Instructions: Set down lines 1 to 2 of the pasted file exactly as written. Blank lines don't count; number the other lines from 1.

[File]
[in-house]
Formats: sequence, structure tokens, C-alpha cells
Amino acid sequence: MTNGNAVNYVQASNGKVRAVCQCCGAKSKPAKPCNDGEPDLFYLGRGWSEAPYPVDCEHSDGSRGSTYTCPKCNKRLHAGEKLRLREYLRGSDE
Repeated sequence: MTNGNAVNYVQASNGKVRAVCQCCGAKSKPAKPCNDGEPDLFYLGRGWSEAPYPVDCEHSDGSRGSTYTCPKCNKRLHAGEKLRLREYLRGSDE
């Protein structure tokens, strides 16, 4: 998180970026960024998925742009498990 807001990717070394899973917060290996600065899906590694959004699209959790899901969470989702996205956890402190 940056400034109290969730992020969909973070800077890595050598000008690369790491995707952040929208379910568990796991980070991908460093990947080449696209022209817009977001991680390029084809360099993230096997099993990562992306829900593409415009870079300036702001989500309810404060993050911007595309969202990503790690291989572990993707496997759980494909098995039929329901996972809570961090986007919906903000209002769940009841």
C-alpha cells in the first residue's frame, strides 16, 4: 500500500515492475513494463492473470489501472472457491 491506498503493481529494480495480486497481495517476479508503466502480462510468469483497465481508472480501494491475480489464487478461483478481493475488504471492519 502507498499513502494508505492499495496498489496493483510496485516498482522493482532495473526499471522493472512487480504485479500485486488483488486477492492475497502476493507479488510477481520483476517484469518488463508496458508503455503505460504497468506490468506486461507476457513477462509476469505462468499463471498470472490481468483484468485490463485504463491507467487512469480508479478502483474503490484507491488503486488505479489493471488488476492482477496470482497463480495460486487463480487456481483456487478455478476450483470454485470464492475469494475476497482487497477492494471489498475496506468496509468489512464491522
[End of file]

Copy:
[in-house]
Formats: sequence, structure tokens, C-alpha cells